i went with my godmother's son alex ("weiwei") to see the private chinese paintings exhibit of the dai family at the ritz-carlton hotel in downtown crossing. he came to pick me up, we drove out to chinatown and found a place to park right across the street from where i used to work. since neither of us had ate yet, we decided to get some food at the taiwan cafe. the place was surprisingly busy for this time of day (sunday 2pm). there was an empty table for 4 but the hostess wouldn't let us sit there because we were only 2 people, which got alex mad so we decided to go elsewhere. the noodle alcove had better service, and little did i know but alex apparently is a regular there, saying hi to everyone as we came in, from the guy making the noodles, to the waitresses, to the owner. we got the "usual" table, and the boss lady came around to chat with alex, giving us free cans of coke. she remarked how he hadn't been there in a while, he noticed she had grown out her hair, she saw that he had new glasses. we both ordered the beef noodle soup (with knife-cut noodles). while we waited, alex was reading the chinese newspaper and was ecstatic that the kuomintang party won control of the legislative body in yesterday's taiwanese general elections. when our order arrived we ate. for some reason the noodles were especially good today, maybe the few scoops of hot sauce i added had something to do with it. the owner continued chatting with us while we ate, asking alex where she could post apartment rental listings (craig's list of course). i ended up treating, which was no treat at all since the food's already so inexpensive.
we were instructed to remove our coats before we could go inside the function room on the 2nd floor of the ritz-carlton hotel. i took out the camera from my jacket even though no photography was allowed, since the coat check said she wouldn't be responsible for any lost items. a row of elderly chinese ladies sitting behind a counter greeted up, which served as the impromptu gift store as well as the admission desk. while alex was paying, one of the ladies told me no photos when she saw my camera. i told her i didn't want to leave it outside, and another lady said i could take photos of the painting copies behind them. another lady asked if i was a college student. "yes," i said, hoping to get my admission reduced to $6 instead of the $10. "what college?" she asked. "umass, umass boston," i answered, my ability to lie a bit rusty. alex added, "we're art students." the lady seemed even more delighted, and pulled out some pamphlets for me to pass out to my friends, about an upcoming art show at MIT this coming week. the ticket girl asked to see my student id for verification. oh no, busted! "oh, he doesn't have to do that!" said the older woman, "he's a student! can't you see? you look like an art student." i smiled and thanked her, then took my ticket and went inside with alex.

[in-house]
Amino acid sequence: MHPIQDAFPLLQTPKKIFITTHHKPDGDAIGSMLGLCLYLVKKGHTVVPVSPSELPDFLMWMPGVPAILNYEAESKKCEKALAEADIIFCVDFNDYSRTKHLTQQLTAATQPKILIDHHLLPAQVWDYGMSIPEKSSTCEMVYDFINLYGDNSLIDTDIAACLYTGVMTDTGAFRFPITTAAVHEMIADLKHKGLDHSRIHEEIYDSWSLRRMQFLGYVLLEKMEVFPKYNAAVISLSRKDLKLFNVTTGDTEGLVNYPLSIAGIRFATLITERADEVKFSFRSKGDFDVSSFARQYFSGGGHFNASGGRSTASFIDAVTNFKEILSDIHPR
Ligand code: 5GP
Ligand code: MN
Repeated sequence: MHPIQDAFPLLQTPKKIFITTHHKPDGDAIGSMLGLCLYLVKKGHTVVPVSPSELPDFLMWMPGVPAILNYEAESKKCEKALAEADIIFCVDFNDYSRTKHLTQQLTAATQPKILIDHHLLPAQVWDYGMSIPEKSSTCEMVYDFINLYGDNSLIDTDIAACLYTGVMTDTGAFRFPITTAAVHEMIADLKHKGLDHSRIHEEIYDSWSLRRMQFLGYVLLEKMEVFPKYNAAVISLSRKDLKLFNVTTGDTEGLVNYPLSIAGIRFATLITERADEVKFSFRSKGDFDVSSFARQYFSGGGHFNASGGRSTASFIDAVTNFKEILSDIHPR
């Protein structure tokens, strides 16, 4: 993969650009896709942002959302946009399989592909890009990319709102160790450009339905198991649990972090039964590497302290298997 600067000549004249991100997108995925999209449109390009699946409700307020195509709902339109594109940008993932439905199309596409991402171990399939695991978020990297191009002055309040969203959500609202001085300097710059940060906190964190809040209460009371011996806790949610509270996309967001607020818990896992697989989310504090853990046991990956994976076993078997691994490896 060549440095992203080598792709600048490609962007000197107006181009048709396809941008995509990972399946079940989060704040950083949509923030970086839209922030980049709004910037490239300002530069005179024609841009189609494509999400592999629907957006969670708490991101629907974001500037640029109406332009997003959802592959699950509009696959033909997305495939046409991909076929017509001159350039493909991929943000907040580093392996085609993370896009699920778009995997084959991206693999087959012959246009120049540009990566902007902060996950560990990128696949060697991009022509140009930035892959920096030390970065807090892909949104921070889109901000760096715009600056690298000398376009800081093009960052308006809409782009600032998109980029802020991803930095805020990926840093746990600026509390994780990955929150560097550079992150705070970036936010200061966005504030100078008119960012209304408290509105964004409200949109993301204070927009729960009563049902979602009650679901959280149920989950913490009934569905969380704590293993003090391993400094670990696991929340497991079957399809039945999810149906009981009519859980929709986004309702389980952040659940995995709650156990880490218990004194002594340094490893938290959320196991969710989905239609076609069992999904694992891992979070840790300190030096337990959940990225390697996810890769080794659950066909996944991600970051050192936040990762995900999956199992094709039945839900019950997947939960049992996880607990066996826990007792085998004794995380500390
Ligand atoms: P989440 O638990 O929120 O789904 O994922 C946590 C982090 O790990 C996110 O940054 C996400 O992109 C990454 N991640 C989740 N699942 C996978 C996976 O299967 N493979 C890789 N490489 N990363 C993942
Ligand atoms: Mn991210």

these chinese masterpieces had been in the dai family possession for 4 generations. all from the 19th and 20th century, not only were they from chinese masters but also paintings from imperial court artists of the qing dynasty. names like qi baishi, zhang daqian, or fu baoshi meant nothing to me but they're big names in chinese art, with one of their paintings auctioning for $2.5 million last year. of those big threes, i like qi baishi the most, who's paintings of insects have a scientific accuracy to them, none of the busy brushwork style characteristic of most chinese paintings, but rather the insects are carefully "drawn" with fine lines, nearly photo-realistic. there were also historically significant art works as well: two calligraphy scrolls by yuan shikai, the first "president" of the chinese republic (1911), and a painting of a pair of birds (i recognize them as some species of jay) by the empress dowager cixi, who as a courtesan had naturally studied painting. the people in attendance were for the most part chinese, but a few curious white devils had managed to wander in as well.
these paintings were on public display not entirely for the enrichment of chinese art lovers. it seems that members of the dai family are also avid followers of the falun gong movement, and they were using their art collection as a venue to also increase public awareness over the plight of falun gong practitioners in mainland china. so in an adjoining function room were more paintings, but they were all related to falun gong. some of them were actually pretty graphic, showing people being tortured by government officers. there were also people walking around with official looking badges who seem to be a combination of art historians and falun gong spokespeople. although nothing was forced upon the viewing audience, i did feel like there was some level of subterfuge, that some how my art was mixing with politics.
we drove back to belmont, where alex let me borrow some dvd's from his house, then he dropped me off at my parents' place for dinner. i told my mother about my travel plans and she projected it'd cost $10k to pull it off. after dinner i got a ride back to cambridge, counting the hours before sunday is officially over.